Computer Attack and Cyberterrorism: Vulnerabilities and Policy Issues for Congress
Publication Date: April 2005
Publisher(s): Library of Congress. Congressional Research Service
Many international terrorist groups now actively use computers and the Internet to communicate, and several may develop or acquire the necessary technical skills to direct a coordinated attack against computers in the United States. A cyberattack intended to harm the U.S. economy would likely target computers that operate the civilian critical infrastructure and government agencies. However, there is disagreement among some observers about whether a coordinated cyberattack against the U.S. critical infrastructure could be extremely harmful, or even whether computers operating the civilian critical infrastructure actually offer an effective target for furthering terrorists' goals.
While there is no published evidence that terrorist organizations are currently planning a coordinated attack against computers, computer system vulnerabilities persist worldwide, and initiators of the random cyberattacks that plague computers on the Internet remain largely unknown. Reports from security organizations show that random attacks are now increasingly implemented through use of automated tools, called "bots", that direct large numbers of compromised computers to launch attacks through the Internet as swarms. The growing trend toward the use of more automated attack tools has also overwhelmed some of the current methodologies used for tracking Internet cyberattacks.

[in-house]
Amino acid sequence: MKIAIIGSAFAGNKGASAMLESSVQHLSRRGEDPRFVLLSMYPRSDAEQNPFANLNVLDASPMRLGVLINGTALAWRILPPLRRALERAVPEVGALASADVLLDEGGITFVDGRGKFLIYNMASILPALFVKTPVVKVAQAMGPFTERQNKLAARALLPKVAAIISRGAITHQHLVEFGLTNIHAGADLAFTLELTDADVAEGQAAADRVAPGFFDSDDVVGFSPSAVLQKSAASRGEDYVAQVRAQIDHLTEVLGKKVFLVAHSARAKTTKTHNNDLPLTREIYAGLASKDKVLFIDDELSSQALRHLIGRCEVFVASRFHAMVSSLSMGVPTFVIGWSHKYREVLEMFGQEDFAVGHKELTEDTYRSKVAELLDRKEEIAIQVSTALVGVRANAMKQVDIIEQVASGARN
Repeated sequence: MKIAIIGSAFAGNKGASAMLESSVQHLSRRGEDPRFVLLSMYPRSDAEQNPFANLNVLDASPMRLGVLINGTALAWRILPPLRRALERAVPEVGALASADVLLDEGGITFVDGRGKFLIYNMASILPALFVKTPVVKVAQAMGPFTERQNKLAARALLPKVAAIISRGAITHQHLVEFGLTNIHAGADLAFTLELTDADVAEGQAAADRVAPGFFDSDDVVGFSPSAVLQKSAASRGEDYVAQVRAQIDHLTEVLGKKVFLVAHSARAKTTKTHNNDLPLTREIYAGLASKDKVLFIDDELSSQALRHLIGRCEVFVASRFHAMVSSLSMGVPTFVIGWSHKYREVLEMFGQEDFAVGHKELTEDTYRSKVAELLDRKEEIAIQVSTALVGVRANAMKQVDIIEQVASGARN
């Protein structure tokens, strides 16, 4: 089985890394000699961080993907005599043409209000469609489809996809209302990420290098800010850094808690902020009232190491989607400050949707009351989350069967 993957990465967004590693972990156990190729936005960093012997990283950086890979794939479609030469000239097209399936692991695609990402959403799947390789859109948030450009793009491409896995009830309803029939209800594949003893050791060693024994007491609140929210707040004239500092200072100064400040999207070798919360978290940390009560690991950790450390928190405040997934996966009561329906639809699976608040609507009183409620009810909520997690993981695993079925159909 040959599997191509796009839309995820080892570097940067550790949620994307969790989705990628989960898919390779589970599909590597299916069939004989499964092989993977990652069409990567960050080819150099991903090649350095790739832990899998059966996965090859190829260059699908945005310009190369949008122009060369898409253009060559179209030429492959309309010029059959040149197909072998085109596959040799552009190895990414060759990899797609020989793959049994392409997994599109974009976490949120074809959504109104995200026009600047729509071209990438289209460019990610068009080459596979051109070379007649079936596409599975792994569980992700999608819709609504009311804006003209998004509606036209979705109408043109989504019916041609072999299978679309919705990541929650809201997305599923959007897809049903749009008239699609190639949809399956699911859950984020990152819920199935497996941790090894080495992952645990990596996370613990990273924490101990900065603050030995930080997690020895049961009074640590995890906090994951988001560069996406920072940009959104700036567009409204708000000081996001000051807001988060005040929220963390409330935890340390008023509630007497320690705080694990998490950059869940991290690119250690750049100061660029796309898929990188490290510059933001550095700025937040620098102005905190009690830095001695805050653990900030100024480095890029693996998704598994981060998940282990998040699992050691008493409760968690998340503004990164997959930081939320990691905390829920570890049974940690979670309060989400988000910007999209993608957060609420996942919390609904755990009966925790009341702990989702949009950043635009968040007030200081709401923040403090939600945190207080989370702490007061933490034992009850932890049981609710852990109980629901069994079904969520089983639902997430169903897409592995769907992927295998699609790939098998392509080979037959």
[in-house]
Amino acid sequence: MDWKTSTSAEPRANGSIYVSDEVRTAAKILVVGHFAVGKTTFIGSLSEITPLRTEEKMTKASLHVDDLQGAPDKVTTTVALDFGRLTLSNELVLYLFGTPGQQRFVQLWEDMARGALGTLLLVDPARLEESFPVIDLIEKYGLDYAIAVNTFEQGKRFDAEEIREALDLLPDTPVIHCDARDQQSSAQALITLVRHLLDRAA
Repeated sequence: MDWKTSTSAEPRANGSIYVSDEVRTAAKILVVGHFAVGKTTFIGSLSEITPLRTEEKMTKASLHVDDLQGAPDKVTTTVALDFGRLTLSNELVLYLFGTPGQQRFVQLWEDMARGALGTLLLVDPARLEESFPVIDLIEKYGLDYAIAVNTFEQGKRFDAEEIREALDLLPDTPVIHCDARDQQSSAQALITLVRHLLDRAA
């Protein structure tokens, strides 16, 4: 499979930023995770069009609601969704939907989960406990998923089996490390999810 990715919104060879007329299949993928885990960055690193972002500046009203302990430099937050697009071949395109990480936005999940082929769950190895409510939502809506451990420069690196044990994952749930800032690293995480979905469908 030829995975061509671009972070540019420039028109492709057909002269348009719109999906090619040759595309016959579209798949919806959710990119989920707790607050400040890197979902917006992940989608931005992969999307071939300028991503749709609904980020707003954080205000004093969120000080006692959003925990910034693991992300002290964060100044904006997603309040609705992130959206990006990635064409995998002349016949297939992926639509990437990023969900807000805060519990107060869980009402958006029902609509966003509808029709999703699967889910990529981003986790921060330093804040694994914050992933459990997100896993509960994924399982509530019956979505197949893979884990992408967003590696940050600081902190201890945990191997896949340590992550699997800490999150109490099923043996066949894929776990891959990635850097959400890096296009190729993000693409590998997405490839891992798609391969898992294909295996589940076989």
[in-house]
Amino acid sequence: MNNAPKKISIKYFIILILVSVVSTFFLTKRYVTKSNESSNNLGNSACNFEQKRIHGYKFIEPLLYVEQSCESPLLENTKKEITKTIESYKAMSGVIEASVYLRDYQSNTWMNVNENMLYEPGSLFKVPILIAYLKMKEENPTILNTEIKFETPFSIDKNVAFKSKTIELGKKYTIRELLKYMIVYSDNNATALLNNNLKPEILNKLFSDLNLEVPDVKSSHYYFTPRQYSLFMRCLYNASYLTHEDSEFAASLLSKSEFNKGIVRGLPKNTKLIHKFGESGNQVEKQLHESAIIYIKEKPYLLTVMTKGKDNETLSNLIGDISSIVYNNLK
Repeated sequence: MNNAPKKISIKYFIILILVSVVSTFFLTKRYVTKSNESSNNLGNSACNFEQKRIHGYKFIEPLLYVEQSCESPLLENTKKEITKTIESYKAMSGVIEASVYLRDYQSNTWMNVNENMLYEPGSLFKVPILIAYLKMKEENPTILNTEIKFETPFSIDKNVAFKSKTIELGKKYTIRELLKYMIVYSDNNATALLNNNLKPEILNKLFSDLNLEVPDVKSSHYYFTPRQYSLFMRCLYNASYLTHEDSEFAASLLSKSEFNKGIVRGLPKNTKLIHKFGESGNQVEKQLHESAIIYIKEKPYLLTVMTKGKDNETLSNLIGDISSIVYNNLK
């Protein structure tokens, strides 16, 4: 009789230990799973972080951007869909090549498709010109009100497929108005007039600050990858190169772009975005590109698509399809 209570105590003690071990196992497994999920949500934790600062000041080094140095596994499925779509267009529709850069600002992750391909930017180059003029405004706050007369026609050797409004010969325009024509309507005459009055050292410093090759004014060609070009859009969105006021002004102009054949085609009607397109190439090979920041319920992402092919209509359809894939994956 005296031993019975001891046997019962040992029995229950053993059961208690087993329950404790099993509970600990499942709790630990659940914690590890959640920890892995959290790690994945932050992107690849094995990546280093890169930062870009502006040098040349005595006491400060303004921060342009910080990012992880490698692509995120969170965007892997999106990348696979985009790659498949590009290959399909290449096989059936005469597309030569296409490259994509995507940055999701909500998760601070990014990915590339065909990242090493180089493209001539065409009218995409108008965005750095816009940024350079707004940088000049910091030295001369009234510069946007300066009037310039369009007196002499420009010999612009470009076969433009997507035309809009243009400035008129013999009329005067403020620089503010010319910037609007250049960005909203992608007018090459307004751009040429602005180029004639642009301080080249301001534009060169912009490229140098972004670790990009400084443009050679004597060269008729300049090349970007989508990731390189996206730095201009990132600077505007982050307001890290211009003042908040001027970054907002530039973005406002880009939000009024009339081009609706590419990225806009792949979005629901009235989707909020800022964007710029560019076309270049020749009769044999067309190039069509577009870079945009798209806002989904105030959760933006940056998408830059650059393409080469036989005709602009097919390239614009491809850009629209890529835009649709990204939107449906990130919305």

This report provides background information for three types of attacks against computers (cyberattack, physical attack, and electromagnetic attack), and discusses related vulnerabilities for each type of attack. The report also describes the possible effects of a coordinated cyberattack, or computer network attack (CNA), against U.S. infrastructure computers, along with possible technical capabilities of international terrorists.
Issues for Congress may include how could trends in cyberattacks be measured more effectively; what is appropriate guidance for DOD use of cyberweapons; should cybersecurity be combined with, or remain separate from, the physical security organization within DHS; how can commercial vendors be encouraged to improve the security of their products; and what are options to encourage U.S. citizens to follow better cybersecurity practices?
Appendices to this report describe computer viruses, spyware, and "bot networks", and how malicious programs are used to enable cybercrime and cyberespionage. Also, similarities are drawn between planning tactics currently used by computer hackers and those used by terrorists groups for conventional attacks.
This report will be updated as events warrant.